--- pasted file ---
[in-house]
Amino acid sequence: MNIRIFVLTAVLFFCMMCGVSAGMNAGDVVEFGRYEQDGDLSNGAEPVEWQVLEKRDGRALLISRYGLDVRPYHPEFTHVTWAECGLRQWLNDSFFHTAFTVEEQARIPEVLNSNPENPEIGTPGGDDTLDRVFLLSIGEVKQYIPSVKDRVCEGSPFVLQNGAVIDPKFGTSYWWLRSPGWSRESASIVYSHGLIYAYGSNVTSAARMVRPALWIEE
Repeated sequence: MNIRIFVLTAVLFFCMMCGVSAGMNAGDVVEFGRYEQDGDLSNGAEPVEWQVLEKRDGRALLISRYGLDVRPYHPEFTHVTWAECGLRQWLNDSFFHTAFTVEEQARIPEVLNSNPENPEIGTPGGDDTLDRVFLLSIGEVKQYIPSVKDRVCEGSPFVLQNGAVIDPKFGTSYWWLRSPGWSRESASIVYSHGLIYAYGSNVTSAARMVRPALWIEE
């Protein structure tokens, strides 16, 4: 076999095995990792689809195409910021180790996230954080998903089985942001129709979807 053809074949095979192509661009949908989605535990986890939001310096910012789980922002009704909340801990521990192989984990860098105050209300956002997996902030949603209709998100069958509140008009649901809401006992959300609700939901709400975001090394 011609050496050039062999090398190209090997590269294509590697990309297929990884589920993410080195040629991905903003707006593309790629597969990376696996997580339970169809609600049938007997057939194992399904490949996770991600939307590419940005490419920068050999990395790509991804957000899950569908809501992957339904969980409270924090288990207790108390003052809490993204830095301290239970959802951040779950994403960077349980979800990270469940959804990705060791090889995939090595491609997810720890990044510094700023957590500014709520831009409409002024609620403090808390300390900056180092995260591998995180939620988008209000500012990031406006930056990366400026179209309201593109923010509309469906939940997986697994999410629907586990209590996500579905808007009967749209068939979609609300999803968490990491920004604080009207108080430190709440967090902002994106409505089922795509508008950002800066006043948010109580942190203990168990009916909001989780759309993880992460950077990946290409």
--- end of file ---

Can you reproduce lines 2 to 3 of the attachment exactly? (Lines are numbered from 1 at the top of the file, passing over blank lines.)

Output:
Amino acid sequence: MNIRIFVLTAVLFFCMMCGVSAGMNAGDVVEFGRYEQDGDLSNGAEPVEWQVLEKRDGRALLISRYGLDVRPYHPEFTHVTWAECGLRQWLNDSFFHTAFTVEEQARIPEVLNSNPENPEIGTPGGDDTLDRVFLLSIGEVKQYIPSVKDRVCEGSPFVLQNGAVIDPKFGTSYWWLRSPGWSRESASIVYSHGLIYAYGSNVTSAARMVRPALWIEE
Repeated sequence: MNIRIFVLTAVLFFCMMCGVSAGMNAGDVVEFGRYEQDGDLSNGAEPVEWQVLEKRDGRALLISRYGLDVRPYHPEFTHVTWAECGLRQWLNDSFFHTAFTVEEQARIPEVLNSNPENPEIGTPGGDDTLDRVFLLSIGEVKQYIPSVKDRVCEGSPFVLQNGAVIDPKFGTSYWWLRSPGWSRESASIVYSHGLIYAYGSNVTSAARMVRPALWIEE